U.S. airports will soon begin turning away flyers without upgraded ID

A TSA agent screens passengers at O'Hare International Airport in Chicago. File Photo by Brian Kersey/UPI | License Photo

A major security change at U.S. airports that can prevent passengers from boarding their flights is now less than a year away.

The upgrade is part of a federal law passed in 2005 that calls for a more secure form of verification for the tens of millions of flyers in the United States each year, Beginning Oct. 1, 2020, all U.S. air travellers will be required to present identification compliant with the Real ID Act.

The program has been gradually rolled out on a state-by-state basis over the last 14 years, but hasn’t yet been federally mandated for all states. That will change a year from now.

The law establishes a new set of minimum security standards for state-issued driver’s licenses and ID cards — based on a recommendation by the 9/11 Commission in 2004. Beginning next October, travellers will not be able to board any domestic flight without an upgraded Real ID card — denoted by a star in the upper right corner.

“This is an important step in enhancing commercial aviation security as we urge travellers to ensure they have compliant documents,” Acting DHS Secretary Kevin McLennan said this month. “DHS is committed to states as they continue their efforts to issue Real IDs to Americans.”

In addition to state-issued identification, U.S. passengers will also be allowed to fly if they present another acceptable document — including a valid passport, passport card, U.S. military card or DHS trusted traveller card.

As of Wednesday, 47 states are compliant with the law — meaning they offer licenses and ID cards that are sufficient for air travel. However, only a little more than a quarter of Americans have been issued a Real ID as of Oct. 1.

Also, a recent study by the U.S. Travel Association found that 39 percent — about 100 million people — said they do not have any acceptable form of identification that will allow them to fly next October.

Based on that data, 78,500 air travellers would be turned away at airport security checkpoints today if the law was in effect. Experts say that figure could grow to 549,500 in the first week of October 2020.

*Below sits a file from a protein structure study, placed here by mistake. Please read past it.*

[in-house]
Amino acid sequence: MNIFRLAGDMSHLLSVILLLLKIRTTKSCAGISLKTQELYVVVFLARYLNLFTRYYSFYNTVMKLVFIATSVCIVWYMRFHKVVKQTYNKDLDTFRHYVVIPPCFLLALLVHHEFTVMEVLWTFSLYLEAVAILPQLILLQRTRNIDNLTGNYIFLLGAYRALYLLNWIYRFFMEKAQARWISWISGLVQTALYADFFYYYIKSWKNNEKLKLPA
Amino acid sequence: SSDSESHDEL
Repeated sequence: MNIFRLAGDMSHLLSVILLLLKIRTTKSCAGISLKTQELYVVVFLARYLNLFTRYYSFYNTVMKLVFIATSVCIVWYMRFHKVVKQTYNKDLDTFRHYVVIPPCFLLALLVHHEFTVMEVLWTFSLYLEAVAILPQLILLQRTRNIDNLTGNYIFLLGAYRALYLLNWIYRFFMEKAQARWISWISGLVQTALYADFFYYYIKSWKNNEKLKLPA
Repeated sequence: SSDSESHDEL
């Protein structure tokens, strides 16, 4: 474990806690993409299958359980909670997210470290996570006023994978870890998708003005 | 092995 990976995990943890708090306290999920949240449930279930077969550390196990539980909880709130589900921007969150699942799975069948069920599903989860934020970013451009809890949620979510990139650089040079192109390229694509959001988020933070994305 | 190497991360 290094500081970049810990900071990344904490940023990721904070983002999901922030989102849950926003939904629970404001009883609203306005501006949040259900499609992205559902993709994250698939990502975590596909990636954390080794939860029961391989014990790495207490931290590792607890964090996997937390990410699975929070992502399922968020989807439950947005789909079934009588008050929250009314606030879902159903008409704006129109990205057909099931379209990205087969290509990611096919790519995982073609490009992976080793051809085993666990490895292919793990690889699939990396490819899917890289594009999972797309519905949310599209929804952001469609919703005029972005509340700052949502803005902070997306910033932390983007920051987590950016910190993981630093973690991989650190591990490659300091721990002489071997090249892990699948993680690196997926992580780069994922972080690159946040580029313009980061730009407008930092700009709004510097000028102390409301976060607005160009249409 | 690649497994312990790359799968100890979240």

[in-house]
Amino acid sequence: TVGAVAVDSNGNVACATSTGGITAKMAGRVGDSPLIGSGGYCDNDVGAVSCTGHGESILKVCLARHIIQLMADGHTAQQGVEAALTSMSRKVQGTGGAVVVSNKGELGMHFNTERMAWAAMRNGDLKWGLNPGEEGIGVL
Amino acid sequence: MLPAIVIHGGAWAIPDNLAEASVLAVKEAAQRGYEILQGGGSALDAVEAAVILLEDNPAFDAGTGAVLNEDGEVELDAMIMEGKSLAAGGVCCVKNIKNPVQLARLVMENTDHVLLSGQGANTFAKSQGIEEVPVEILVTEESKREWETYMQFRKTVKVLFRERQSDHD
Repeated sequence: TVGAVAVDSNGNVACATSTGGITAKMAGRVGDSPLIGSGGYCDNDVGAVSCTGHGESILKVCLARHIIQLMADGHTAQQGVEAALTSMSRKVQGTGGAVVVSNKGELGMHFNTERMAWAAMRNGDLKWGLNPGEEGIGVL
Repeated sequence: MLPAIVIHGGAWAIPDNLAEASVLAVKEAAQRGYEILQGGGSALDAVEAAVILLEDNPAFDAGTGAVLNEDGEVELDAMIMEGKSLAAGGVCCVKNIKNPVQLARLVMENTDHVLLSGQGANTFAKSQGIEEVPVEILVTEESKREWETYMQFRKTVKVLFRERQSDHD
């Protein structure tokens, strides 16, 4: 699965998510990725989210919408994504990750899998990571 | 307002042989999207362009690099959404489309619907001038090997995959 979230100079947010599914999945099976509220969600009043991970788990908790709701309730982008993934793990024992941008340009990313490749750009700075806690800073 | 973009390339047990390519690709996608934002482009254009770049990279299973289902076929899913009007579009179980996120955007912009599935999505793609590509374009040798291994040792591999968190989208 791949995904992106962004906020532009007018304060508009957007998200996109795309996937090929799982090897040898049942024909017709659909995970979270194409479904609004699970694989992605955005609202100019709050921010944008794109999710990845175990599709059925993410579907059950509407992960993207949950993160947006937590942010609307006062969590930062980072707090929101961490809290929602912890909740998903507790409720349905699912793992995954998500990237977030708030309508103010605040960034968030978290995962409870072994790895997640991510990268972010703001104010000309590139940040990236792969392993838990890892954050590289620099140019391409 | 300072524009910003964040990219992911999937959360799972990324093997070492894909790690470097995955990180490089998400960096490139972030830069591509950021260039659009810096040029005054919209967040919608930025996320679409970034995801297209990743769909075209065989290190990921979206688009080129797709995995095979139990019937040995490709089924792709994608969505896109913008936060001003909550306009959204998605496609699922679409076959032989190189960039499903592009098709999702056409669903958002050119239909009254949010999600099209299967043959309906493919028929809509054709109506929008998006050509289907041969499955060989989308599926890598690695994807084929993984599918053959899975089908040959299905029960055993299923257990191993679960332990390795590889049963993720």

“Look at Thanksgiving of 2020 when you’ve got the infrequent fliers that are trying to go see family for a holiday and they’re just not able to get there because they’re turned away,” U.S. Travel Association spokeswoman Tori Emerson Barnes said.

Barnes said part of the reason why so few Americans are compliant is because each state decided on its own strategy to distribute the new IDs. Some states immediately began implementing the program, while others did not.

“We’ve got 50 states, plus D.C. and the territories all needing to issue Real IDs in the ways that they find appropriate,” Barnes added. “So there’s a lack of consistency in the way that the implementation has moved forward.”
For example in August, Maryland recalled 8,000 compliant cards because they did not meet federal standards. Oregon and Oklahoma have not begun issuing Real IDs and New Jersey is producing them at just two locations state-wide.

The process also requires residents to physically report to their state DMV and provide documents such as a birth certificate or Certificate of Citizenship to establish their identity, meaning people with older IDs who are accustomed to renewing online may not receive their compliant identification.

The U.S. Travel Organization recommends all adults check with their state motor vehicles department to ensure their identification is acceptable come next fall.

It also suggests the federal law be amended to allow mobile and web-based applications — and automatic compliance among travellers who are PreCheck- and CLEAR-certified. Those cleared to participate in PreCheck and CLEAR undergo repeated background checks and submit biometric data to DHS.

“We feel that biometrics really are your real ID so for folks that are comfortable opting in to using that technology, which many are, we think that that’s one way to alleviate what would otherwise be hysteria at the airports,” said Barnes.

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